Last week saw the first face-to-face AGM of the Falkland Islands Association since the pandemic began in 2020. It was held at the Abbey Centre in Westminster. About fifty members were present in person. But another fifty took part - some of them from the Falklands – via Zoom. This was a major improvement on earlier AGMs when decisions could be taken only by those actually present. All future AGMs will be done this way.
Association Chairman, Air Commodore Russell La Forte, CBE, a former commander of British Forces South Atlantic, conducted the meeting together with Hon Sec and Treasurer Lieutenant Colonel Tym Marsh, MA, MBA, CDipAF. He was mentioned in despatches for his service in the Falklands War, and has done so much of the day to day work running the Association over the last seven years.
Chairman La Forte opened proceedings with a summary of the work of the year – the 40th anniversary of the war. He spoke about his three goals for the year, the Association’s “profile”, “readiness” and “awareness” and said much had been achieved in all of these fields, as well as rebutting Argentine rhetoric. He mentioned the success of the Falklands as a modern vibrant community, and paid particular tribute to the contribution of the FIA Stanley Committee.
Major changes in the Executive Committee were dealt with. First came Tym Marsh’s retirement. This was accepted by a grateful Association, and he was presented with a picture of a Falklands as a mark of respect and thanks. Tom Swales, MA, and Fellow of the Royal Geographical Society, was welcomed as the new Hon Secretary, and voted in unanimously. He has spent much of his life in the Falklands, and only retired as Managing Director of Stanley Services earlier this year. Keith Angus was unanimously voted in as the new Treasurer. He served twenty-two years in the Royal Engineers and did several tours of duty in the Falklands, where he made many friends among the Islanders.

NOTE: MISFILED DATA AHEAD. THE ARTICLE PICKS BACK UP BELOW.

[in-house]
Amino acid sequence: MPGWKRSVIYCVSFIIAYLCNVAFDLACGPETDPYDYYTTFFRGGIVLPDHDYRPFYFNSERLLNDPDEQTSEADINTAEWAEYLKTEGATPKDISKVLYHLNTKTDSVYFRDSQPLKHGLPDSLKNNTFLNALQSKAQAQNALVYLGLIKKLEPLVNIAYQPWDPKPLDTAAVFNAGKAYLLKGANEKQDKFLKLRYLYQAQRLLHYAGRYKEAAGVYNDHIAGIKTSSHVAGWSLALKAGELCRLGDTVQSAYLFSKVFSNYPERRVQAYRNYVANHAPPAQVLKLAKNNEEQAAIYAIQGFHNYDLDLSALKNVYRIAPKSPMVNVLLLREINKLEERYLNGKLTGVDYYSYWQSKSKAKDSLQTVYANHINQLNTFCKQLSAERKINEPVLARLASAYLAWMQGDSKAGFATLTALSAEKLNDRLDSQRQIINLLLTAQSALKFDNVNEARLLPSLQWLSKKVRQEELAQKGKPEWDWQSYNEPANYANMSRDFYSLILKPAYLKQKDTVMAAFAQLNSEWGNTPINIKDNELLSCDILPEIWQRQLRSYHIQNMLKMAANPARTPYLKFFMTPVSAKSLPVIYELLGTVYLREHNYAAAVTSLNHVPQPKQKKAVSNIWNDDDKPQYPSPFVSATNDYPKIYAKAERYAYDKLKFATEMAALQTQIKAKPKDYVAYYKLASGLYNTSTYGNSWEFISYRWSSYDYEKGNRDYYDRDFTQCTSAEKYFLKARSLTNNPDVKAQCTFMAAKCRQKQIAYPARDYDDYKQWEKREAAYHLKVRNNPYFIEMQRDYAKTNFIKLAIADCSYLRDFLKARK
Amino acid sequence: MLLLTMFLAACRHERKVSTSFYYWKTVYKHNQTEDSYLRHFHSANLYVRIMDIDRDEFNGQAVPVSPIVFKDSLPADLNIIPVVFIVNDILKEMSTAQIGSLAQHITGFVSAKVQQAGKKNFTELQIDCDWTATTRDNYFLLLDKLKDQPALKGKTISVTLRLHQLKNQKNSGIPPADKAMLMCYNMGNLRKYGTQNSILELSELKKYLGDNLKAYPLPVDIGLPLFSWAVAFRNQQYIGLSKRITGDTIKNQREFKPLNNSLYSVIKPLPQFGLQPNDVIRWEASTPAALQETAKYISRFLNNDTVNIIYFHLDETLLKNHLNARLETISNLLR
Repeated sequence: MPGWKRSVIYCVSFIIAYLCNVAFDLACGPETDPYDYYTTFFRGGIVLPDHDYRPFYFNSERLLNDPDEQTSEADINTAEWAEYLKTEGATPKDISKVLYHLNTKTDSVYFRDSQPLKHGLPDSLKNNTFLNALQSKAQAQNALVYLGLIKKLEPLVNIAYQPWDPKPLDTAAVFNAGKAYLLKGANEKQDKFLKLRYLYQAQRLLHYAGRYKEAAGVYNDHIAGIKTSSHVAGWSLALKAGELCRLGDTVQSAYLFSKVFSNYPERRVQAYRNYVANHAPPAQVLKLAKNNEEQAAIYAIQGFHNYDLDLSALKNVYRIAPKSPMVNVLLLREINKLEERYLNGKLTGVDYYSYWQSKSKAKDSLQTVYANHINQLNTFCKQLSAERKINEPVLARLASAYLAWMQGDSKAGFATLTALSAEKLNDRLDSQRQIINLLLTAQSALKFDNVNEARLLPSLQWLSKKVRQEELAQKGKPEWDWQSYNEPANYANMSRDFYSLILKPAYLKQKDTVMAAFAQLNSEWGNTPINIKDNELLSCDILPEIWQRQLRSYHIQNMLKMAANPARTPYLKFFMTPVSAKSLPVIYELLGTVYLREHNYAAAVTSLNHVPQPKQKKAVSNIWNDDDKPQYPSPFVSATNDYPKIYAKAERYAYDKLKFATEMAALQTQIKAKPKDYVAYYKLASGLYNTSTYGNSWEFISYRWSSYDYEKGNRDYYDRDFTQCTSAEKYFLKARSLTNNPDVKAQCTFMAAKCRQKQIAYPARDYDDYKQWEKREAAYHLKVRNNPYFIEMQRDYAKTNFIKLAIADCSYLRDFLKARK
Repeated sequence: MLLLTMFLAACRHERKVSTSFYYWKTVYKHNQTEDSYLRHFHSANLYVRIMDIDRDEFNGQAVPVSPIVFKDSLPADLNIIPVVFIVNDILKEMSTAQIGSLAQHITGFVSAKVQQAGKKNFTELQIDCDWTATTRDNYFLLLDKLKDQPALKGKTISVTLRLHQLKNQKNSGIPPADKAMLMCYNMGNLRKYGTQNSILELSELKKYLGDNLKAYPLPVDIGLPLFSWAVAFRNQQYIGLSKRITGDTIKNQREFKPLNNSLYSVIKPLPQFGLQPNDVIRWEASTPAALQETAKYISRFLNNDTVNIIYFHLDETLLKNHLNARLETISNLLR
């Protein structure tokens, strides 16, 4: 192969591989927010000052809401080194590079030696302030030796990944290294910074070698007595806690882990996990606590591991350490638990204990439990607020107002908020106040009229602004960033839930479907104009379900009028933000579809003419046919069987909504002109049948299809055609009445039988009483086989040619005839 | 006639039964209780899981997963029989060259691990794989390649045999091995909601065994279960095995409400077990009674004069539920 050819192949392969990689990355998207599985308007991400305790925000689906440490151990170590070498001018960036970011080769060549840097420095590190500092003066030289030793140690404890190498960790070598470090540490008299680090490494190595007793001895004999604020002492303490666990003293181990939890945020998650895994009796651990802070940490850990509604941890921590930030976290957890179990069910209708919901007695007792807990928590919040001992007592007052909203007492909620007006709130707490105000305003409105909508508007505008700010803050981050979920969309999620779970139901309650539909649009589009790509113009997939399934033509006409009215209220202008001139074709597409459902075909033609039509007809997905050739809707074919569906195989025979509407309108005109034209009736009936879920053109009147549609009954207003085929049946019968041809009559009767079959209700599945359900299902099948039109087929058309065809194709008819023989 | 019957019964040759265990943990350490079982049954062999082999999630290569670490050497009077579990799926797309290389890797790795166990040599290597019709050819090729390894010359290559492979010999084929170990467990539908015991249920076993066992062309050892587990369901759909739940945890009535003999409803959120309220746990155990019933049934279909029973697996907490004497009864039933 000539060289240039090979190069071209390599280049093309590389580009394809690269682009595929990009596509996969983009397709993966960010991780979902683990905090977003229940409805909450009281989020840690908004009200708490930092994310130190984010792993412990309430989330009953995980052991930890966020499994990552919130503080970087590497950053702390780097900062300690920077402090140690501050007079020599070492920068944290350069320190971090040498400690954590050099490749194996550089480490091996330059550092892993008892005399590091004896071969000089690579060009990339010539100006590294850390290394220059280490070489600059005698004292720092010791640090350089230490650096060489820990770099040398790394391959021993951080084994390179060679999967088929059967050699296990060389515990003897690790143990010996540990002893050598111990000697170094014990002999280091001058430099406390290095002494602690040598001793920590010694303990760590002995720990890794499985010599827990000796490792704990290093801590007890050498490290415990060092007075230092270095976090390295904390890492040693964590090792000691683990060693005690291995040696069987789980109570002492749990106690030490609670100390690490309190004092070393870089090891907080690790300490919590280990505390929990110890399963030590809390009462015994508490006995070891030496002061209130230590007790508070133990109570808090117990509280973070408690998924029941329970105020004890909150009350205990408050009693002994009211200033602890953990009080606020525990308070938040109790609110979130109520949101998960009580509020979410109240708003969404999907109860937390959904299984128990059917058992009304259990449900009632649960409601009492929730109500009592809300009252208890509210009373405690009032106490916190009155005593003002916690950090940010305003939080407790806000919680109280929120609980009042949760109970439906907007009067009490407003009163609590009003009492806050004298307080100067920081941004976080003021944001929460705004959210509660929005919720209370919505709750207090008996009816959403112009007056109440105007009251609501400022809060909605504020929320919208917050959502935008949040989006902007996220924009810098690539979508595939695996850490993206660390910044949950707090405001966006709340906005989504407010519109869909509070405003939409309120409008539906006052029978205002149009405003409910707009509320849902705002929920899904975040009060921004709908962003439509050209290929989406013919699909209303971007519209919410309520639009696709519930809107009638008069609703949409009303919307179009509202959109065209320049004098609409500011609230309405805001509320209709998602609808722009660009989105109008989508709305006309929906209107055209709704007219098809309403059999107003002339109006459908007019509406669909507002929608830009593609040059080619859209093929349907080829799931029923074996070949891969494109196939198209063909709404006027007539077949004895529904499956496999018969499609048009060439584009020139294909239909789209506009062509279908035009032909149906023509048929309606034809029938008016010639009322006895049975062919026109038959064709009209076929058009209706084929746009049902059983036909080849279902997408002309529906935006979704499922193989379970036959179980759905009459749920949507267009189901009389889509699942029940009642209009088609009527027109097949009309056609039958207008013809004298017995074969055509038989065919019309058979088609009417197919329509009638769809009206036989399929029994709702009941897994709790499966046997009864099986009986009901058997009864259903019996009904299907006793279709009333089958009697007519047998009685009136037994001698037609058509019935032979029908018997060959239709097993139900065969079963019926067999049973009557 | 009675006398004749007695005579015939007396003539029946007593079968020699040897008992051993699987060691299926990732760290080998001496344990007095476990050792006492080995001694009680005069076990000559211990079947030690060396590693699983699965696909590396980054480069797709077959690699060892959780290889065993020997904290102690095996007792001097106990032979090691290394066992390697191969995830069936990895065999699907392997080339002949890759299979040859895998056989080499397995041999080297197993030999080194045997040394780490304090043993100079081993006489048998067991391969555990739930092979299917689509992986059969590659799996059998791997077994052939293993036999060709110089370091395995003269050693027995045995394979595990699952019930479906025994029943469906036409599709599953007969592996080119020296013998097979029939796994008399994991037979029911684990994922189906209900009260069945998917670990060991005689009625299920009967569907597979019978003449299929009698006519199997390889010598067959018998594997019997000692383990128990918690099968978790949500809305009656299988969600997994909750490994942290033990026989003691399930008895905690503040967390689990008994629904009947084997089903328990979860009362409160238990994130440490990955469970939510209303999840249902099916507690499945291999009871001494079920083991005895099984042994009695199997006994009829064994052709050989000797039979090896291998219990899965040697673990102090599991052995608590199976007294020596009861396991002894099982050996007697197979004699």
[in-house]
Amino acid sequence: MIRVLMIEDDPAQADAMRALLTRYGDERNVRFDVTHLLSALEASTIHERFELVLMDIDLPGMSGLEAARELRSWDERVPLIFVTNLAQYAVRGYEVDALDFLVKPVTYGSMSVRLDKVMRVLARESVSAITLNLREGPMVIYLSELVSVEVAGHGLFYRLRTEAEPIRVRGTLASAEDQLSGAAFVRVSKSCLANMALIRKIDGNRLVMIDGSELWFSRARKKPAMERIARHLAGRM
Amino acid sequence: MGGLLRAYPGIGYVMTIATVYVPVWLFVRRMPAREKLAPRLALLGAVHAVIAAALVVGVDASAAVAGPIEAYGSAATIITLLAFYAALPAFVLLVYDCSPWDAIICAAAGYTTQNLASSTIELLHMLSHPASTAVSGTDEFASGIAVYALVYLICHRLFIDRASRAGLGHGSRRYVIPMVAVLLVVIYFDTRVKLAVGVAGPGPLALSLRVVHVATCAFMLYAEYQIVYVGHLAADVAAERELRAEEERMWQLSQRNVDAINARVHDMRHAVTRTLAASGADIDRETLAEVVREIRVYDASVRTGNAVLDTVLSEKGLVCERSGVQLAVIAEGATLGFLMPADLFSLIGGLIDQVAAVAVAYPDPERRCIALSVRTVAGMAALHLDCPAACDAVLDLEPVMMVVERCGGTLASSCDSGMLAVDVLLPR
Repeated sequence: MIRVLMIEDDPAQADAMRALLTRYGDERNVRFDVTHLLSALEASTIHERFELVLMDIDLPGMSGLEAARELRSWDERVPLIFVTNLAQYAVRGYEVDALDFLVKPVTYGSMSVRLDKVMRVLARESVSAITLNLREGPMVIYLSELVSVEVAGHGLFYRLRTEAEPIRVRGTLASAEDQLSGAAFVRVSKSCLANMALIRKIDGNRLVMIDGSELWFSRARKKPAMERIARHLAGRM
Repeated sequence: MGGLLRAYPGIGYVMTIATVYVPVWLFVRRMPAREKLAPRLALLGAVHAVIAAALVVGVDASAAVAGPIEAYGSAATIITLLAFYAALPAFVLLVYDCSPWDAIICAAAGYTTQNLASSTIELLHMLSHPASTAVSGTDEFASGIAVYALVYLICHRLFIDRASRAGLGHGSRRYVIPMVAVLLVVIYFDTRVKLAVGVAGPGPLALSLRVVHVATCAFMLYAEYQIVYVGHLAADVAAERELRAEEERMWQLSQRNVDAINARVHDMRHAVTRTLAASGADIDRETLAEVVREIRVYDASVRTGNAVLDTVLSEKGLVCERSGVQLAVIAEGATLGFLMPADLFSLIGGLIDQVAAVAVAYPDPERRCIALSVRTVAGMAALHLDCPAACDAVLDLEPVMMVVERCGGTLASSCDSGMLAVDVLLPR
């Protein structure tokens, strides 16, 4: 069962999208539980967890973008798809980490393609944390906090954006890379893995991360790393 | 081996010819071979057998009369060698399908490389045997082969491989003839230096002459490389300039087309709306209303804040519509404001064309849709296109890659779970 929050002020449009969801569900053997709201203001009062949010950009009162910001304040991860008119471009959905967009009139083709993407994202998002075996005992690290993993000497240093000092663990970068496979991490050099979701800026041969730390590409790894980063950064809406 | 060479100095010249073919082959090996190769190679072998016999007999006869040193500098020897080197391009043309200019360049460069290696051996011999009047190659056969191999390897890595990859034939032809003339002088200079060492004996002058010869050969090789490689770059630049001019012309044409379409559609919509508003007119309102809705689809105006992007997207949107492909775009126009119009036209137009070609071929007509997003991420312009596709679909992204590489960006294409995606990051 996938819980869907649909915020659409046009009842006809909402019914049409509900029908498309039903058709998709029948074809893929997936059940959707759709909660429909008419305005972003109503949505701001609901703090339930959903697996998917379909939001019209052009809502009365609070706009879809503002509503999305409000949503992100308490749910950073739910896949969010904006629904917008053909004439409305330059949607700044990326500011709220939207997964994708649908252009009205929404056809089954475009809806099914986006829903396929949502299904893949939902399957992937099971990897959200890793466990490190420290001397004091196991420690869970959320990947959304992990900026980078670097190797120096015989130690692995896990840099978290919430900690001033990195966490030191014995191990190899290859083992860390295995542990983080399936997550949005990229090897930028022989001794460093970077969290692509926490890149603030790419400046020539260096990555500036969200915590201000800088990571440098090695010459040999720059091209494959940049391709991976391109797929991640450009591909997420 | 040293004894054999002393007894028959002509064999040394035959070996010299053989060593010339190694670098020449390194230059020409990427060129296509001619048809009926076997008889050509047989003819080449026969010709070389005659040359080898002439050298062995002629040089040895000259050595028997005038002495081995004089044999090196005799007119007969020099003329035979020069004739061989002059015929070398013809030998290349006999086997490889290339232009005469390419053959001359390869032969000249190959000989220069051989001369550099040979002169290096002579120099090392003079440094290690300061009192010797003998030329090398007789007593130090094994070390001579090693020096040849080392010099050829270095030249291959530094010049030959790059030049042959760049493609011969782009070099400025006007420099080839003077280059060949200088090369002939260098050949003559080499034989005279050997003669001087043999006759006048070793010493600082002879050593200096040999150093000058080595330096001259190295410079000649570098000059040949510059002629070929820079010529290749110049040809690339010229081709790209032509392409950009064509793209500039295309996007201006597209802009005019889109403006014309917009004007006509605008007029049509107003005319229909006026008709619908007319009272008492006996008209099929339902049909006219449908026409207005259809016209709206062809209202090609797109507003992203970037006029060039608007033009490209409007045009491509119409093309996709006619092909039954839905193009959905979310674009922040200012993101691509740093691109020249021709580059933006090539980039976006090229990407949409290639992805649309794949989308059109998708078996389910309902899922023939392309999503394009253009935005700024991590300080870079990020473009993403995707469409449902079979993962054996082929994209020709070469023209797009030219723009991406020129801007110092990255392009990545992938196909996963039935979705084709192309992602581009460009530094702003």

Paul Martinez was also honoured as he retired from the position of Deputy Chairman (and Acting Chairman from 2019 to 2021). He spent his working life as a British diplomat around the World, and was Deputy Governor of the Falklands and Commissioner for South Georgia from 2007 to 2010. He too was presented with a picture of a Falklands scene as a mark of respect and thanks.
The meeting heard from two guest speakers. James Sunderland MP spoke first. He had served in the Falklands as part of his earlier military career in 1996, and is now Vice-Chairman of the Parliamentary All-Party Group on the Falklands. He visited the Falklands again in 2007. And together with other politicians, he had just returned from another visit to the Falklands, which coincided with a major visit by veterans of the 1982 war. He described his pleasure at what he saw of the thriving community there and the progress made. He has been a stalwart supporter of the Islanders’ right to decide their own future and a member of the Association for twenty-five years. He stressed the importance of Britain’s presence in the South Atlantic. He mentioned the resonance of the 1982 war throughout the Falklands and its affairs, and that the war then had left the Falklands in a safer relationship with Britain than before - he also mentioned the human cost of this in 1982.
Mark Pollard MLA spoke about the challenge experienced in the islands from Covid, which had severely affected the tourist industry. He mentioned the sacrifices made to secure their freedom, and the many meetings, lectures, commemorations, services and parades around Britain to mark the 40th anniversary of the war. He was proud of the way Islanders had used the freedoms obtained by the war to develop the Falklands. He mentioned that the Falklands community included people of 68 difference nationalities. But he outlined the harassment and bullying the Islanders still receive from Argentina. He spoke of the Islanders’ commitment to care of the environment. He thanked the Association for the support it provides.
The Falkland Islands Association continues to stand for the same objective – the right of Falkland Islanders to choose their own future. Its work now carries on with the help of new faces, while older faces are honoured for their contributions to this.
The AGM ended shortly before the major Falkland Islands Government Reception at the Foreign Office nearby, which many FIA members at the AGM walked over and joined.
By Peter Pepper - London
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Britains waning military miight, are you for real, have you not seen the next generation of fighter planes, warships missiles etc, get educated,Dec 16th, 2022 - 01:20 pm +2
British Military hardware is FAR in advance of anything that Argentine has or will have in the future. Job Done!!!Dec 17th, 2022 - 09:57 am +1
Back tracking their slightly arent you shogun, the Tempest will happen, as will much much more high tech equipment which is also well under development, so the reality is Britain will remain a strong power and punch above its weight for as long as military forces are needed, oh and by the way if aircraft carriers are sitting ducks why is China desperate to build them and why is Russia desperate to get its own heap of junk back in to service, you are right about 1 thing and one thing only and that is (its the end of discussion)Dec 17th, 2022 - 09:14 pm +1